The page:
LOS ANGELES -- Gone are the days when Toyota expected to challenge Detroit's dominance in full-sized pickups.
"We're never going to challenge the Big 3 in terms of volumes," Jim Lentz, CEO of Toyota's North American region, said in an interview.
Now, he says Toyota will combine compact and full-sized pickup volumes when measuring its success in the truck market.
The redesigned Tundra coming this summer will have plenty of competition. The redesigned Chevrolet Silverado and GMC Sierra full-sized pickups will be introduced in June. The Ford F-150 will be redesigned next year. And the Ram was re-engineered last year.
Lentz's outlook marks a change from when Toyota came out with its first full-sized Tundra in 2006. At the time, Toyota targeted 300,000 Tundras a year -- within spitting distance of the Dodge Ram. It engineered a massive $100 million marketing launch to conquest Detroit loyalists. Toyota also prepared its Princeton, Ind., plant to backstop Tundra production in San Antonio, should the big truck exceed the Texas plant's 200,000-unit capacity.
But after a couple of years near 200,000 units, the recession hit and Tundra volumes fell. Last year was the first time since 2008 that Toyota sold more than 100,000 Tundras.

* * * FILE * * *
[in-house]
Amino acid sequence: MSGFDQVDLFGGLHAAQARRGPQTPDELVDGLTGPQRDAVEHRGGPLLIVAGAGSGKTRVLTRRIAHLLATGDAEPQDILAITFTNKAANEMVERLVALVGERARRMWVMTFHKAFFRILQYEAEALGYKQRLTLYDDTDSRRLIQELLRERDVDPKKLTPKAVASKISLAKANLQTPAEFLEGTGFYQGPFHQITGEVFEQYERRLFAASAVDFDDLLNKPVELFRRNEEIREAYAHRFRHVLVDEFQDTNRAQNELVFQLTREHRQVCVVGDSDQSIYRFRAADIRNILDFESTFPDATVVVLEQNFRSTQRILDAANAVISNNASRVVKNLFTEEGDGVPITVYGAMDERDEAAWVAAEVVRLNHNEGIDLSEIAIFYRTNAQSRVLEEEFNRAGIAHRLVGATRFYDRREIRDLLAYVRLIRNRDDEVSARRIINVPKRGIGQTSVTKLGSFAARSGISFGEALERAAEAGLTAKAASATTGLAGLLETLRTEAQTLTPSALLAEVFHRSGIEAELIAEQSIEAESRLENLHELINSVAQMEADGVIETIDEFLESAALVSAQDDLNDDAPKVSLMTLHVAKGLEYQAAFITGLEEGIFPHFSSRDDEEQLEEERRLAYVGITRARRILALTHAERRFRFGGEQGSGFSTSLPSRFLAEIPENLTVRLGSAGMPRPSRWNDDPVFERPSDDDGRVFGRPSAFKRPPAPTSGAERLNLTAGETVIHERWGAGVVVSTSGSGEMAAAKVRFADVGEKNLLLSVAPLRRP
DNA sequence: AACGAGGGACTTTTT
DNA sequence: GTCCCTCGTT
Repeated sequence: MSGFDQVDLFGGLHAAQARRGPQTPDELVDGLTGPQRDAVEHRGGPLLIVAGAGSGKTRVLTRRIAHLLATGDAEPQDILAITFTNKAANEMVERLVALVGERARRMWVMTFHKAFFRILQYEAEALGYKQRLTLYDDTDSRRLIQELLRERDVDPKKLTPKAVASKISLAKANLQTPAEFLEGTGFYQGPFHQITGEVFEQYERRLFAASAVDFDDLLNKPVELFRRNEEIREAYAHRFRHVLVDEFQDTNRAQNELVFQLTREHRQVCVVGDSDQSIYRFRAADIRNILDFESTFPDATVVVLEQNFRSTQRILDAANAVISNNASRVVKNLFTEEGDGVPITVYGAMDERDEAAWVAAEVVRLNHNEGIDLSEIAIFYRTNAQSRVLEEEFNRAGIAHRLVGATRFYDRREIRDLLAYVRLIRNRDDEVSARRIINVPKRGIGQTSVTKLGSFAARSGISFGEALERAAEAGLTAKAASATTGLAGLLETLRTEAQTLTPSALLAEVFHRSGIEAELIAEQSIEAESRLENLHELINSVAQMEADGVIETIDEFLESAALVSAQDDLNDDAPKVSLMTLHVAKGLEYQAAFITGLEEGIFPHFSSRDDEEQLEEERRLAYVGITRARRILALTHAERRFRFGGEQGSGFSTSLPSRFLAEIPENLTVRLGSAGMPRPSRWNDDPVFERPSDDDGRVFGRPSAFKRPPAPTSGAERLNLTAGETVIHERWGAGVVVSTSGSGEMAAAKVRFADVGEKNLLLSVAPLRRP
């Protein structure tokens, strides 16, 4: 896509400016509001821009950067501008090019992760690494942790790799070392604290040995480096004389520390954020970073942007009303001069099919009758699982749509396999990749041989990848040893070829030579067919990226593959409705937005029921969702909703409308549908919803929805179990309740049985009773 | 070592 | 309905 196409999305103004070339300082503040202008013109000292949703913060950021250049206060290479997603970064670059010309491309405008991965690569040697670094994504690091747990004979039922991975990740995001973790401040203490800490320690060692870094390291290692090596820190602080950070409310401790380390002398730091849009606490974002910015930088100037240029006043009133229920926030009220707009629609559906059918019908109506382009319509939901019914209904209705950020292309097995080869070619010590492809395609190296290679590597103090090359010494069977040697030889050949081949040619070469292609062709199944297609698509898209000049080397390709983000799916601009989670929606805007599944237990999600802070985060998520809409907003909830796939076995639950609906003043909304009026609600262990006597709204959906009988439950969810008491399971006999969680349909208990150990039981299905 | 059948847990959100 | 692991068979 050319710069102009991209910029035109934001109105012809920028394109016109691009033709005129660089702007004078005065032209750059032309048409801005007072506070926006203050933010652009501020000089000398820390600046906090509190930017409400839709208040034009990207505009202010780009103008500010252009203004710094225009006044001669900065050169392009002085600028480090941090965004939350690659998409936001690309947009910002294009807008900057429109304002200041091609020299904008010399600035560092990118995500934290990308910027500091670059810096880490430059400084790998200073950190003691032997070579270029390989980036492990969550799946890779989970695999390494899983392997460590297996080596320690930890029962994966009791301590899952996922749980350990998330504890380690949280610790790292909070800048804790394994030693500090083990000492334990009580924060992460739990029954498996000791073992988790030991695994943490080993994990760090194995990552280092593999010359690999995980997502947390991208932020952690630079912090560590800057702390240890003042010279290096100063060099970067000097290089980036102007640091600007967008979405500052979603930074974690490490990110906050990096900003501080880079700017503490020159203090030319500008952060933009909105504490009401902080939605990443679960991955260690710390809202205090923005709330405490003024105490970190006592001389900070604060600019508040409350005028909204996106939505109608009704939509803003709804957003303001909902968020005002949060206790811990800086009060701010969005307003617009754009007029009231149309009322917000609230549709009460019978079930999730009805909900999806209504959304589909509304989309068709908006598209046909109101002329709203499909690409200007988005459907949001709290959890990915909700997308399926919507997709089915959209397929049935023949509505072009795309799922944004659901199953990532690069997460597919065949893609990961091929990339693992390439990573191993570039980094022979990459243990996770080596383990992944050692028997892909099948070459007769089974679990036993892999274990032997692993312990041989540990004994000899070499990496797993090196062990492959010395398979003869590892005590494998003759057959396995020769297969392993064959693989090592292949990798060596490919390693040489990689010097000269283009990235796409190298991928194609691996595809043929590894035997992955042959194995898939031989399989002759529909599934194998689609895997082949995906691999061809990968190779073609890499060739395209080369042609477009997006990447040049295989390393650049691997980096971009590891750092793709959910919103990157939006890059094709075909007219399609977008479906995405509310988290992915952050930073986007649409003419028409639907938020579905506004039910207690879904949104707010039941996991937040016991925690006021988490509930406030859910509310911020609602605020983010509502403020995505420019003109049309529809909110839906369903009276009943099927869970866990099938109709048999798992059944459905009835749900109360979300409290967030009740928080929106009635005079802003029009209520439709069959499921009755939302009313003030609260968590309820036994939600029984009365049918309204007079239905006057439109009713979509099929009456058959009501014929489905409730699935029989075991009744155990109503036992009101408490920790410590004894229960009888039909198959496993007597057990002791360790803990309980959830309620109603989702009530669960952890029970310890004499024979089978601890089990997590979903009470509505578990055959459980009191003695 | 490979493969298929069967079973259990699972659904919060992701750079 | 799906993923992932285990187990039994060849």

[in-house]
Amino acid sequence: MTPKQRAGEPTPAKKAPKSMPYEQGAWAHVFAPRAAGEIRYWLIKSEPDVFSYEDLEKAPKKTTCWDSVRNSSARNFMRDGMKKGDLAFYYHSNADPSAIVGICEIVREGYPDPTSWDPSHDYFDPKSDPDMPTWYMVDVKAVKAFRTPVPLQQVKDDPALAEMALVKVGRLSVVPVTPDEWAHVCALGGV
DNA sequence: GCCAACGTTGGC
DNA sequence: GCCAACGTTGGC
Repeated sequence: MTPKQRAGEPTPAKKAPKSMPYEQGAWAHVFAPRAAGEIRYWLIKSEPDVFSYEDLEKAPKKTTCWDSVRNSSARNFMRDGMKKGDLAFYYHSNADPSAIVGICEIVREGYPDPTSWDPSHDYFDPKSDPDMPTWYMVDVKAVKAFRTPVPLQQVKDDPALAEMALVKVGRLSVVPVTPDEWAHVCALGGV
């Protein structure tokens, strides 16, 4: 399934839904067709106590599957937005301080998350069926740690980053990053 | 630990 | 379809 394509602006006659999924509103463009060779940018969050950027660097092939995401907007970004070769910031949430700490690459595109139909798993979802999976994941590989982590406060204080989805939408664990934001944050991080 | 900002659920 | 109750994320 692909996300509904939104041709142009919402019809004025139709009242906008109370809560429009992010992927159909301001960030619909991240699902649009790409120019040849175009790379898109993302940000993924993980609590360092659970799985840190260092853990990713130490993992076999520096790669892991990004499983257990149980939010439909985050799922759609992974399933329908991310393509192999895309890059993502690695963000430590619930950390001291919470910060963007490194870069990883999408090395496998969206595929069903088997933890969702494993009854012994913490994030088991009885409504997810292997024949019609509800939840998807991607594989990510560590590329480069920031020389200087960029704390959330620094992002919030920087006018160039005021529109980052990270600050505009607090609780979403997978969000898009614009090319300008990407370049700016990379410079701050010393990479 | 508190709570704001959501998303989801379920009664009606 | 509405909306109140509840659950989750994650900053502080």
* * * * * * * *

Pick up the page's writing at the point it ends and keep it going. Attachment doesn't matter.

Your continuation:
Both the Tundra and Tacoma now come off the same assembly line in San Antonio. If the Tundra can't reach its numbers, Toyota can crank up Tacoma production.
"Tacoma is so strong in the [compact] marketplace; there are some months where we are over 60 percent share," Lentz said. "The sweet spot [for Tundra and Tacoma combined] is 250 to 300,000 units."
Toyota sold 242,986 pickups in 2012; 101,621 of them were Tundras and 141,365 were Tacomas.
"Some shoppers will only consider compact," Lentz said. "Some will only consider full-sized. But in the middle, there is some interchangeability between those two."